The keenness of responding parties (and sometimes referring parties) to raise jurisdictional challenges about every little (and big) thing is, perhaps, an understandable part of adjudication. It often seems as though parties raise these challenges regardless of whether they believe the challenge has any merit, and irrespective of the stage that the adjudication has reached. Some challenges are simply wide ranging general reservations, others are concerned with more specific grounds.
This need to repeatedly challenge jurisdiction may be fed by a party not wanting to lose its chance to challenge the adjudicator’s decision at the enforcement stage. After all, we have seen a number of cases where, because a party did not raise a challenge at the time, it has been unable to do so later.
Therefore, it came as a bit of a surprise to read the judgment in SG South v Swan Yard. Not only had the adjudicator reached what Coulson J described as an “erroneous” conclusion (he decided that despite the parties not having a written contract, he still had the necessary jurisdiction to act as the adjudicator), but the parties did not challenge this. Unusually, the responding party was happy for the adjudicator to continue and made no challenge during the adjudication or at the enforcement hearing. In fact, had the court not looked at this point, it is arguable that the point would not have arisen at all.
Everyone knows that a construction contract has to be “in writing” (section 107(2), Construction Act 1996) but how often do parties look to section 107(5) (which provides that an agreement will be “in writing” if, during the course of adjudication, arbitral or legal proceedings, one party alleges the existence of an oral agreement and the other party does not deny it)?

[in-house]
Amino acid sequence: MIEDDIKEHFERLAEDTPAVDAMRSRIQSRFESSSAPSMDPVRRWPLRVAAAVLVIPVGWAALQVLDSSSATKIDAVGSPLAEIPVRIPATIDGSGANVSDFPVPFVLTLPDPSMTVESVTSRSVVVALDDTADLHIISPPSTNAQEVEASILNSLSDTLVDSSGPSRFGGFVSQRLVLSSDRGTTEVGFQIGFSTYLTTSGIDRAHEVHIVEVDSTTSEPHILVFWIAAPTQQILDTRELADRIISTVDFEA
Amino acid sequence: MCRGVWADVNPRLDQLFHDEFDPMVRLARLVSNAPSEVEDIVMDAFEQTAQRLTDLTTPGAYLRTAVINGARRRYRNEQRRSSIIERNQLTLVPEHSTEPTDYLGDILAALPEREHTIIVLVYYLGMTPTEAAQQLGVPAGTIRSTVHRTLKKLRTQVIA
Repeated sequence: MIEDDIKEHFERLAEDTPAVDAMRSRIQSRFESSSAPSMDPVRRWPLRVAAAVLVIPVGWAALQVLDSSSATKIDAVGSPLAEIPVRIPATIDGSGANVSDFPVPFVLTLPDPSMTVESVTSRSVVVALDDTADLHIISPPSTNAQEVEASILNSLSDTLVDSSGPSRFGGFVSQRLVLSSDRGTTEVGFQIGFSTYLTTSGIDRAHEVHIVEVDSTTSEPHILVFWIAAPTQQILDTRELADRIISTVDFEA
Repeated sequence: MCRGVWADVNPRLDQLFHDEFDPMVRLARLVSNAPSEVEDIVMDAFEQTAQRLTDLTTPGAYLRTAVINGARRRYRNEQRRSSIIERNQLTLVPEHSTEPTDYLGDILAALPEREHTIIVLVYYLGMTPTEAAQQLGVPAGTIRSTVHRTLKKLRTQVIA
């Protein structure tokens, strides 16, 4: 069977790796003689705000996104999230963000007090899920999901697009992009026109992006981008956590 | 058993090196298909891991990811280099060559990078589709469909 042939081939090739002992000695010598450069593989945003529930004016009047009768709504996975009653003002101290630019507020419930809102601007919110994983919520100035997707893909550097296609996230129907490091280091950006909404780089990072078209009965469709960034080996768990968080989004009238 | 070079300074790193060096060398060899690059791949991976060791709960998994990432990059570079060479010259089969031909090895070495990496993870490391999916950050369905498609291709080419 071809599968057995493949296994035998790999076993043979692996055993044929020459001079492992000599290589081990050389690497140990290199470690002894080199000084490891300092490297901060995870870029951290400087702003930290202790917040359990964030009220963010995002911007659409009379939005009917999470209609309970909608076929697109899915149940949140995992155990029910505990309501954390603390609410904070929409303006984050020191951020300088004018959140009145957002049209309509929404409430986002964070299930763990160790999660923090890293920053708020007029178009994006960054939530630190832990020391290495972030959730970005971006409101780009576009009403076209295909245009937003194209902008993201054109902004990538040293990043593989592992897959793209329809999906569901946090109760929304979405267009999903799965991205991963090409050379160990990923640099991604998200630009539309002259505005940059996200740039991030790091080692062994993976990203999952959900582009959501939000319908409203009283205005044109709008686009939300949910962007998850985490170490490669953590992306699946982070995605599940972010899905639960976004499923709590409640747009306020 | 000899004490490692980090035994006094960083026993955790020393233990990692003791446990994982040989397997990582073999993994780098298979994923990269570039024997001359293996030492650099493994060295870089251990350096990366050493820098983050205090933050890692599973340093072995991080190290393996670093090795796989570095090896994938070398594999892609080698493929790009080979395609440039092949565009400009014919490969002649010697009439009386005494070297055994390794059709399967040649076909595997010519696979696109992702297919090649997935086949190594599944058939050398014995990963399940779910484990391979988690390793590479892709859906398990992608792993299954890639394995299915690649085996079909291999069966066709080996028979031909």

In my view, because of the proliferation of jurisdictional challenges, nowadays it is rare for a situation like this to arise. Usually the adjudicator would just resign. The case certainly wouldn’t reach the courts.
However, one could argue that the parties in SG South adopted a pragmatic approach to a situation that suited them. Much cheaper and quicker to deal with a dispute valued at £100,000 through adjudication than through the courts or in arbitration. After all, had they executed the JCT management contract, adjudication is where the dispute ought to have been dealt with in the first place. Arguably, even if the adjudicator hadn’t made a mistake and had resigned, they could still have given him jurisdiction, and called it an “ad hoc” adjudication.
The “in writing” requirements of the Construction Act 1996 have been heavily criticised, especially in circumstances such as this one. If the amendments ever come into force, this type of case will become a thing of the past, not just the rarity it is today.